January 7, 2013.
“Respect Existence or Expect Resistance”, chant native Canadians as a showdown 11 January loams with Prime Minister Harper.
Sparked by Attawapiskat Chief Theresa Spence’s hunger strike on tiny ‘Victoria’ Island near Ottawa’s Parliament Hill, now in its third frigid week, the native uprising across Canada is in fact the latest manifestation of the world’s colonized peoples trying to throw off the shackles of imperialism. An exciting moment, one of vital import for us all.
Their warrior path brings to mind Egyptian Muslims fighting their westernizers and Mubarakite old guard since the revolution in January 2011, or the struggle by Palestinian natives against Israeli theft of their land. It is a continuation of the Iranian people’s struggle in the face of unrelenting subversion from the West. It’s no coincidence that Cairenes were some of the demonstrators at Canadian embassies, or that native activist-leader Terrance Nelson recently was offered support in Tehran for his efforts to gain a seat at the OPEC table for the real owners of Canada’s oil and gas resources.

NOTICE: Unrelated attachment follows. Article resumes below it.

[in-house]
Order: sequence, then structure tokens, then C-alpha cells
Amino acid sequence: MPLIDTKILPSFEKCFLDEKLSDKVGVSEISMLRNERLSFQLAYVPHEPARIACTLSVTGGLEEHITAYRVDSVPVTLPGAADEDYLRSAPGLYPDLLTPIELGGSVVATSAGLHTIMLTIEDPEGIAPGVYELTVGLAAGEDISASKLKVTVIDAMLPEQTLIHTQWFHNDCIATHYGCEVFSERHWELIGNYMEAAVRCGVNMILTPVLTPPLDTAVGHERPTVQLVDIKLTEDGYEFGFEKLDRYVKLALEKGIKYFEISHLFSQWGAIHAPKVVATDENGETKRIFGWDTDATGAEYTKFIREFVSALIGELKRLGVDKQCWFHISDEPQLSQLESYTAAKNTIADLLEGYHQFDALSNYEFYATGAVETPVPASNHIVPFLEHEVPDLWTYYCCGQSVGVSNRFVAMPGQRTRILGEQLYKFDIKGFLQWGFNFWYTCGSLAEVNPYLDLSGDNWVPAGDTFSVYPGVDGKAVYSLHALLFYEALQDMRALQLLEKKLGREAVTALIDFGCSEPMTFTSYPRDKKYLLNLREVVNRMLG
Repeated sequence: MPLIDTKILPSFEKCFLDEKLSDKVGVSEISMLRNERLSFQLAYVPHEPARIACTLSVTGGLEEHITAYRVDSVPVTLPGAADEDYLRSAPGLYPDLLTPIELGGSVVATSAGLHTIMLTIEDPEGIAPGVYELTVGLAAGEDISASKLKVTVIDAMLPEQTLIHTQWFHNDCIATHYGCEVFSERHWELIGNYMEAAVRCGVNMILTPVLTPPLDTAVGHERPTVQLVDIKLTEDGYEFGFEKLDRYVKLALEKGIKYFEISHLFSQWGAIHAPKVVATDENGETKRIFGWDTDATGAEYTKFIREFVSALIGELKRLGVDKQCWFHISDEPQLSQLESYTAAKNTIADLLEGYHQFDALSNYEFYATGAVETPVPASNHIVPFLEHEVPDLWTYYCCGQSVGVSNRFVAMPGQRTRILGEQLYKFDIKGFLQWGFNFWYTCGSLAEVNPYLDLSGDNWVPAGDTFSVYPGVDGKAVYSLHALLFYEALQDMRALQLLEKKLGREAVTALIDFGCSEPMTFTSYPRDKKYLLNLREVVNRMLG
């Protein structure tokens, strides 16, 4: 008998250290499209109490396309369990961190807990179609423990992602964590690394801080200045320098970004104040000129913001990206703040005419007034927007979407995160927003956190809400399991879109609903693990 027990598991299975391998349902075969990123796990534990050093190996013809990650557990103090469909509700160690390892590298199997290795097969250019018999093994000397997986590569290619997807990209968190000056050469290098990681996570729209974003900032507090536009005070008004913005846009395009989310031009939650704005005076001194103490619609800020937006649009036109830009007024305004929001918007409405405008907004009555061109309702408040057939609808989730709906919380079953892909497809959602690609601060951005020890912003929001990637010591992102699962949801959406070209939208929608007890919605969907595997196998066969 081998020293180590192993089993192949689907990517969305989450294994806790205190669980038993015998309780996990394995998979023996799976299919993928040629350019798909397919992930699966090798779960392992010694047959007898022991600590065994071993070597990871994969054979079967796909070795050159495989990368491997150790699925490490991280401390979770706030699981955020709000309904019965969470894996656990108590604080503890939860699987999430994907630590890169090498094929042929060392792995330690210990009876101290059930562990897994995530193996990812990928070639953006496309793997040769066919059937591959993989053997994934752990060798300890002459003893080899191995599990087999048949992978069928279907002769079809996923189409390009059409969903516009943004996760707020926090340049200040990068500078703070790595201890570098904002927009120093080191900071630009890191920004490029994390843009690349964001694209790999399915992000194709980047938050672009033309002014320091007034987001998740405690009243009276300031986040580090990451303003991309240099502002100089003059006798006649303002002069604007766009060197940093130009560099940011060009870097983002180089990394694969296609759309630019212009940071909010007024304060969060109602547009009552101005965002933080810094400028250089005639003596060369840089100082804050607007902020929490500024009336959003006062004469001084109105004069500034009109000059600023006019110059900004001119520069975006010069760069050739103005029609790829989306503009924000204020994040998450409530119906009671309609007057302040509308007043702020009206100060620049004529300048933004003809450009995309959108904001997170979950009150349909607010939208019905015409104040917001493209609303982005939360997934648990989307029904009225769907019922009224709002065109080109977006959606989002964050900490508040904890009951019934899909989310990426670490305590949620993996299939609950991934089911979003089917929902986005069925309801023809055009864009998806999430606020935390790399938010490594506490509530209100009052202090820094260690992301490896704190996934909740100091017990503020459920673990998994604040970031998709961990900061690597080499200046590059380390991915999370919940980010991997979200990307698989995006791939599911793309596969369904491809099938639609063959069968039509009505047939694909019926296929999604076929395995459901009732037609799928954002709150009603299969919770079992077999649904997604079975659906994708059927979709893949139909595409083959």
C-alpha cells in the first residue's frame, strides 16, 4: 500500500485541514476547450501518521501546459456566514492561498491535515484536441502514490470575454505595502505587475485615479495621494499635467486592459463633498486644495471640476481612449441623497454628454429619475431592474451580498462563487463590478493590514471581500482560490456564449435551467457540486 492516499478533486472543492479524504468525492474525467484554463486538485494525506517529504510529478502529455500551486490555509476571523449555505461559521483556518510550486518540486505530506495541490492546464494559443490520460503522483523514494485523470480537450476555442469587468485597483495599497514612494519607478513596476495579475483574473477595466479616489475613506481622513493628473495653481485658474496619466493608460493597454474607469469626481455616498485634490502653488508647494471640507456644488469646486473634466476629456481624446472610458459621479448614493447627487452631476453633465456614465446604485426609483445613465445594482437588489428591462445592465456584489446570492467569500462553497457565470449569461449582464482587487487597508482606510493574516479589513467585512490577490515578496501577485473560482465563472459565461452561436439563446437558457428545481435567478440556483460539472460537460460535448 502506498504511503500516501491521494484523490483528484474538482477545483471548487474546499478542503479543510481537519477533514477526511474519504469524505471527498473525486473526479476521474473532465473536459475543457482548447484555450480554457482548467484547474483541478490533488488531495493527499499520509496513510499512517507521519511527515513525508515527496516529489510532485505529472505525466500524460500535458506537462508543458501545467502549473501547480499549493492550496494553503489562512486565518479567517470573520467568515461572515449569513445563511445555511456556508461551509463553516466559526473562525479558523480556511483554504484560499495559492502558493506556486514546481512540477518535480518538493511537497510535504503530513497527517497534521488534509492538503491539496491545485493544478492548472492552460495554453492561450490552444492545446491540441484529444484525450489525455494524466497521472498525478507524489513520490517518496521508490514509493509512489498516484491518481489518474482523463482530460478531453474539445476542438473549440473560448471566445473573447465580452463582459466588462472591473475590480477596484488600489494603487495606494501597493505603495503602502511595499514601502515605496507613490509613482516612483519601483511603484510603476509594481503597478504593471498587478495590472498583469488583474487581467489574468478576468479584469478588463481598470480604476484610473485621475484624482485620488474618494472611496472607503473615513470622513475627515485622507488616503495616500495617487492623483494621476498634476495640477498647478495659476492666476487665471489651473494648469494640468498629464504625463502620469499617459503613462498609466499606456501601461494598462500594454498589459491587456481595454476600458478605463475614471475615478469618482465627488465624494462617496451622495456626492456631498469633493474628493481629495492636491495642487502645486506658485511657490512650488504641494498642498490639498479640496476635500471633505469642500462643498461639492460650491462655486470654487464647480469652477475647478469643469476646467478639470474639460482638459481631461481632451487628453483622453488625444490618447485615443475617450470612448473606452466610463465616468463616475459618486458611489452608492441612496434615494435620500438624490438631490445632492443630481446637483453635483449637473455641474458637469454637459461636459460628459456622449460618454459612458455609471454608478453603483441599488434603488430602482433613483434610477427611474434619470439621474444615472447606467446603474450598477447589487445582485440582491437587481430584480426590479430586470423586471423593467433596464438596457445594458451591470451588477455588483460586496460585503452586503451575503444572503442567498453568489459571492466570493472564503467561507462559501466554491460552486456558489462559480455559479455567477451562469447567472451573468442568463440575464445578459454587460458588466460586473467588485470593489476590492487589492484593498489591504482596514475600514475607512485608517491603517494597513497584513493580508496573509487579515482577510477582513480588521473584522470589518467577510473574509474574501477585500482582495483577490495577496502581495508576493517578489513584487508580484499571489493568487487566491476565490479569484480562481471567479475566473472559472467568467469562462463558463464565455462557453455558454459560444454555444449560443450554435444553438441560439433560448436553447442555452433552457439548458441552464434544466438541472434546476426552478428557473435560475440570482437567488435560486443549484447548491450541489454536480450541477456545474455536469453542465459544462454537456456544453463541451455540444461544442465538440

This struggle has been going on for more than two centuries. In Canada, it really got underway in the 19th century, as the trickle of colons became a deluge and the theft of native lands accelerated. In Egypt it began in 1798, when Napoleon invaded, and crescendoed in 1875 when British Prime Minister Benjamin Disraeli ‘brought’ the Suez Canal — built by endentured labor at the cost of tens of thousands of Egyptian lives. In Iran, it also began in the early 19th century, when Russia seized northern Iran (present day Azerbaijan), and picked up steam when Reuter and other western businessmen bribed the Shah to grant them lucrative economic concessions. Palestine has been at the center of the anti-imperial struggle since the western powers imposed illegally a Jewish state at the heart of the Muslim world.
Canada’s natives fought for their land, but were overwhelmed by the wiley and land-hungry colons, and today represent only 3% of Canada’s population, living for the most part short, bleak lives in dire poverty on the dregs of land allotted them by the victors.
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